On Writing CVs (1): Structuring your CV


What categories should your CV contain ? What information do you include ? Do you need to insert things like book reviews, or is that just weird ? Does house-sitting for your supervisor count as ‘professional activities’?

Well, the answer to that last one is probably ‘no’. Or at least, that information does not need to be disclosed in your academic CV. But the other questions can be play on your mind. Searching on the web for ‘academic CVs’, you’ll find a lot of stuff. The website historians.org includes a very long list of categories to include :

  • Personal details
  • Education
  • Dissertation topic
  • Teaching experience
  • Areas of specialization
  • Professional experience
  • Relevant course work
  • Teaching interests
  • Research interests
  • Professional affiliations
  • Presentations
  • Honors, awards, and distinctions
  • Scholarships or fellowships
  • Publications
  • Unpublished manuscripts
  • Professional activities
  • Editorial activities
  • Experience abroad
  • Research interest
  • Languages
  • Research experience
  • References

But this is quite extensive, and the UK market in particular prefers concise CVs. That being said, all the historians.org list needs is some quick tailoring :

  • Personal details – Your address, email, telephone number. Don’t really need photos or facebook pages, although those of you whom tweet professionally might want to include that information.
  • Education – Focus on Higher Education degrees, and include distinctions if you feel they value your work. Over time, however, you’ll probably only need to include the date, type of degree and institution.
  • Professional Appointments/Employment – This is quite straightforward, although you don’t need to include experience which is not related to academia (ie, babysitting).
  • Publications – There are many questions here:
    • How do you organise these? Well, this depends on how many you have. Early on in your career, you might prefer a chronological order. Later on, consider dividing into sub-categories: Books; Articles; Chapters; etc.
    • Published; Accepted; Under Review; Submitted… All of these are great ways of describing works in progress. Don’t lie about the status of your piece though, otherwise this could seriously backfire.
    • Do you include book reviews? Hm. One school of thought thinks NO, because it looks a bit desperate. But this is not at all a universal opinion. Indeed, book reviews show contribution to the field, and some book reviews are published in leading journals or are actually great pieces of interpretation, analysis and opinion. So why not point them out? For those early on in their careers, listing your book reviews might be a good thing since it takes up space. Over time, as your peer-review publications increase, it will become less necessary. You could always add a line in this section: Have contributed book reviews to (insert list of journals).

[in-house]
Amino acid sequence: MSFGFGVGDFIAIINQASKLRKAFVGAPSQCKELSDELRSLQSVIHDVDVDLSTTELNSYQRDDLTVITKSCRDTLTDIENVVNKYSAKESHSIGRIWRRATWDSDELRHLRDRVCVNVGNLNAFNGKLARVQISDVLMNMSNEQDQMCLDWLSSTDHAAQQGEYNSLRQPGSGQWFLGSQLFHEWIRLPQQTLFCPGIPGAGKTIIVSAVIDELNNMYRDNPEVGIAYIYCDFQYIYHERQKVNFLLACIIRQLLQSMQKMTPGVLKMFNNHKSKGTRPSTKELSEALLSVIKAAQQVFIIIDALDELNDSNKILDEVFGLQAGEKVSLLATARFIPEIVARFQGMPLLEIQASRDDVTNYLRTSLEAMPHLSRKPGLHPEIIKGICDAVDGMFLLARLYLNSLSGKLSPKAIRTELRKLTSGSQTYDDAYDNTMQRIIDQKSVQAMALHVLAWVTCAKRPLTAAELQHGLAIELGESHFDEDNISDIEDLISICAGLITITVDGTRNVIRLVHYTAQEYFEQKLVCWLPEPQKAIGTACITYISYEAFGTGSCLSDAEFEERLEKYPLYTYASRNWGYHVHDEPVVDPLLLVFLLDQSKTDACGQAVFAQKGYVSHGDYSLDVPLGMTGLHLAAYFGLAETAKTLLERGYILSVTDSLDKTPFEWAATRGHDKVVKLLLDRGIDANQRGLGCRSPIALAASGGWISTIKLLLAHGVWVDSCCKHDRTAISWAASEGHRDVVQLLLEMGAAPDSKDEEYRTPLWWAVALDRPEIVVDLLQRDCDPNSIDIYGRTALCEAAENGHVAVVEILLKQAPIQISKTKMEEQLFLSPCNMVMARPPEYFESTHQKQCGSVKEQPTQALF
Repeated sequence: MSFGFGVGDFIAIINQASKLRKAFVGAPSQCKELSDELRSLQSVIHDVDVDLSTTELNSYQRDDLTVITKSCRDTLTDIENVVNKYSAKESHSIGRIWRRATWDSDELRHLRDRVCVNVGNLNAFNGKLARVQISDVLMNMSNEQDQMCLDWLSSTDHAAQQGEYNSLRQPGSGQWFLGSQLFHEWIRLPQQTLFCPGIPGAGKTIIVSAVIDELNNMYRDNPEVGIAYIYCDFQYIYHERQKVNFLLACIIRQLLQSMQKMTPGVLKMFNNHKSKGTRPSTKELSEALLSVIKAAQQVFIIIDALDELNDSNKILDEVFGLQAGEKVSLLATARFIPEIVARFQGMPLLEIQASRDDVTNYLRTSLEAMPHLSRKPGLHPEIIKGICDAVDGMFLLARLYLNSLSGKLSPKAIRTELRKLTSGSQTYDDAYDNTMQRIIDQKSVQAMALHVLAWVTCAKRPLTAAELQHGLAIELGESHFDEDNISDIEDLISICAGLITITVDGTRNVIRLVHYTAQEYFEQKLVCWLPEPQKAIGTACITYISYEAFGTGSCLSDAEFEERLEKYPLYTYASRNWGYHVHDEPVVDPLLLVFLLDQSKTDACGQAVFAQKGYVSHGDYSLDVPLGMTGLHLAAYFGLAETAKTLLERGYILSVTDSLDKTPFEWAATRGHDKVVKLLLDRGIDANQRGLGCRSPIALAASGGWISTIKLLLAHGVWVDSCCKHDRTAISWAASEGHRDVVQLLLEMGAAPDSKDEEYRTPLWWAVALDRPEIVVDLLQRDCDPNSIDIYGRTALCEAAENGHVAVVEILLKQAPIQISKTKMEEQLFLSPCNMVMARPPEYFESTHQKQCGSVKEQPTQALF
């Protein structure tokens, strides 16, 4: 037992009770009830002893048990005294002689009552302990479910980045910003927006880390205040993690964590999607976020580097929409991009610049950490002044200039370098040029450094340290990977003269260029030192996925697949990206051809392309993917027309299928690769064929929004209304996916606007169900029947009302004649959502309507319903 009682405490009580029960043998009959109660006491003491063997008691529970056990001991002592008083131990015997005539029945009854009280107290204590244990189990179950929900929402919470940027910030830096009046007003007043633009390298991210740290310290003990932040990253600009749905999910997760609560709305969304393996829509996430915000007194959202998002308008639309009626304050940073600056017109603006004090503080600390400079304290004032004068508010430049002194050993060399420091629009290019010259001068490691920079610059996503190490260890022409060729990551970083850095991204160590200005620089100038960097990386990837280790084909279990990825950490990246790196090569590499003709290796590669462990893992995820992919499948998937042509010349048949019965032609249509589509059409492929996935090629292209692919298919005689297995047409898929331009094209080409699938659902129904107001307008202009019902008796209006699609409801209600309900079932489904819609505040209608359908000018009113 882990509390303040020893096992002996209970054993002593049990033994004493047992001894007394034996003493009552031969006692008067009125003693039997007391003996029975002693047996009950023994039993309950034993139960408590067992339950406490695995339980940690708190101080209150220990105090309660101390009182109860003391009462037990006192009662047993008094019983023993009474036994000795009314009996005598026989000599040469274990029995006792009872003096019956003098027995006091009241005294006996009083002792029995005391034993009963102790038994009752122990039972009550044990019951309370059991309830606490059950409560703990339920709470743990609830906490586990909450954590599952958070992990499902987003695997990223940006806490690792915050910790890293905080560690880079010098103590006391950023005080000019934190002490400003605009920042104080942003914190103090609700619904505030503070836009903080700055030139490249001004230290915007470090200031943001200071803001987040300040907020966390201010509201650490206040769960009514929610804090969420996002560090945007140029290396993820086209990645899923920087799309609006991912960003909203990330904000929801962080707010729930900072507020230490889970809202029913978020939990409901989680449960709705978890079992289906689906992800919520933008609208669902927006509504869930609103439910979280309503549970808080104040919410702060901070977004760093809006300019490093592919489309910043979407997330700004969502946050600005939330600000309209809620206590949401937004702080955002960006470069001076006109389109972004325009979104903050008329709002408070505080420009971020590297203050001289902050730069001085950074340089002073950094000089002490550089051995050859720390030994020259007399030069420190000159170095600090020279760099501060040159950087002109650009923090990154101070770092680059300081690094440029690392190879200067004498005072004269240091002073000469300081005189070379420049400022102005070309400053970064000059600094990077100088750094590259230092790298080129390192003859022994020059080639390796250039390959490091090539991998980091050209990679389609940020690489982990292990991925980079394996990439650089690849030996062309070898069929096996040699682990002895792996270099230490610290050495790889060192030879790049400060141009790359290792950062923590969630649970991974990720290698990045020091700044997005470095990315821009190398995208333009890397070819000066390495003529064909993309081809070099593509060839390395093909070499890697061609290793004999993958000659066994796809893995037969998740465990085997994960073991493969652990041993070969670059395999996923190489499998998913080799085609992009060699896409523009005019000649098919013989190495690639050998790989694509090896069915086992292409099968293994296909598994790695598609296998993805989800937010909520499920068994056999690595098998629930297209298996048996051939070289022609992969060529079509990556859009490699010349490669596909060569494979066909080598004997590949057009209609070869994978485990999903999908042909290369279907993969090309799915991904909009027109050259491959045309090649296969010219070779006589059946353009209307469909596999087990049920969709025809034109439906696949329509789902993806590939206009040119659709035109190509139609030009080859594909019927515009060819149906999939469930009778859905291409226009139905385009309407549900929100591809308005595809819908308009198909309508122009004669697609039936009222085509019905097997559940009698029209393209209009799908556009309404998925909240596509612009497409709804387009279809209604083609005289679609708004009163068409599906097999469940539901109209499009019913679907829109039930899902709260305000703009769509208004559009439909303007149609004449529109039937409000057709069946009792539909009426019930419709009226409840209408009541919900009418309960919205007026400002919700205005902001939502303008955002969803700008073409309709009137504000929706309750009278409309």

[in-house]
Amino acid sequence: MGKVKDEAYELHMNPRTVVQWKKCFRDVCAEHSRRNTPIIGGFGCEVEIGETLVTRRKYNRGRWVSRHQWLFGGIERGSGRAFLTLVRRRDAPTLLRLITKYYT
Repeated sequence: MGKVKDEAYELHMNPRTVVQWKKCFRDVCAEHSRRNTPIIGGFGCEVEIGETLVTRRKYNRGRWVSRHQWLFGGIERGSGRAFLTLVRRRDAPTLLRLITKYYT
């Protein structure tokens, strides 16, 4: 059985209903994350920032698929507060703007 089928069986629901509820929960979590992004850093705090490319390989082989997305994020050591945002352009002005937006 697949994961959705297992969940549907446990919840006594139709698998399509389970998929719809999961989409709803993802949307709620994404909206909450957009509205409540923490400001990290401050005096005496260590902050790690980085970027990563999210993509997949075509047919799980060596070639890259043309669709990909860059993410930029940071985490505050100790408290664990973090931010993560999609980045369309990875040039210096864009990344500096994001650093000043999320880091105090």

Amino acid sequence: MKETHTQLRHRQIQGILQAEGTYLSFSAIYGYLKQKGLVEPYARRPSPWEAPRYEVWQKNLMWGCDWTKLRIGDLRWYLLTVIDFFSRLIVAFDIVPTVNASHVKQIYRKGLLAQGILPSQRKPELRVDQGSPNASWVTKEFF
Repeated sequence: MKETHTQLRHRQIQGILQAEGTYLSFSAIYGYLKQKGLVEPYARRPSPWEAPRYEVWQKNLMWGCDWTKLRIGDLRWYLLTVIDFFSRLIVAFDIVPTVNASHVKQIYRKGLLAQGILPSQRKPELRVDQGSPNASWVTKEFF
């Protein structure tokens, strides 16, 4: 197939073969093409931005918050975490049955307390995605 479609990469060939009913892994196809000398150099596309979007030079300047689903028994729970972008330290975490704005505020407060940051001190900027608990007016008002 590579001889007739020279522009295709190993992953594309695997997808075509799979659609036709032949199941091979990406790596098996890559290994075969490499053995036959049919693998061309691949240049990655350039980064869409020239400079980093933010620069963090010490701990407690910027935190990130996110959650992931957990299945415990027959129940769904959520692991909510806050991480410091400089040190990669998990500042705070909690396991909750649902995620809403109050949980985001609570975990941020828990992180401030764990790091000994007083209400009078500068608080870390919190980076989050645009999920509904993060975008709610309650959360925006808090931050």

• What about other publications, such as blog posts or books written on the side? Well, this is a personal question, especially
  • Grants/Fellowships/Awards/Distinctions – If you have got some research grants or received awards, this is the ideal place to put them. Indeed, it is becoming more and more important to show that you can attract funding, so incorporating a special section like this can really highlight your potential.
  • Teaching experience – Dividing this section according to UG and PG teaching can help show your range of experience and expertise. Then, you have other categories: Administrative responsibilities; pastoral care; etc. You might choose to expand these sections if you
  • Academic Presentations (Conference/Seminar Papers) – These are great, since they show your engagement within the academic community. They are also an easy way to expand your CV in its early stages. Over time you’ll be able to divide this section into sub-categories: on invitation; selected conferences; conferences organised
  • Professional affiliations/Memberships – Again, a section which shows off your engagement in the academic community. Fellow of a society? Member of an academic association? Associate fellow of a network? Just a couple of names will suffice, but they are a good way of showing your academic connections.
  • Professional activities – This section can include a variety of things: editor on a committee; media interventions; IMPACT talks and activities; workshops and conferences organised; convenor of a seminar. If one section is extremely long you might want to consider giving it its own heading, but otherwise it could all fit into here. Tailor this section to your experience, and to the aspects you want to highlight.
  • Languages – Outlining your hobbies might seem a bit pointless at this stage, but showing how many languages you can speak/read/both is always a good idea.
  • References – Have a list of 2-5 referees who (1) you know will write you a reference because you have already discussed this with them (2) you know will write you a GREAT reference because that is what you need. List their names, affiliations, possibly how you are connected to them (thesis examiner, supervisor, previous employer, etc.), and maybe their addresses. The details are up to you. Order them in order of preference/importance, rather than alphabetical order (or at least, that is what I would do).

The order here is pretty good/basic, although you should always remember to tailor your CV to the job being advertised. If it is a teaching fellowship, consider bringing the ‘teaching experience’ section higher up in your CV. If it is a research grant or research-led lectureship, focus on grants and fellowships.

Good luck!



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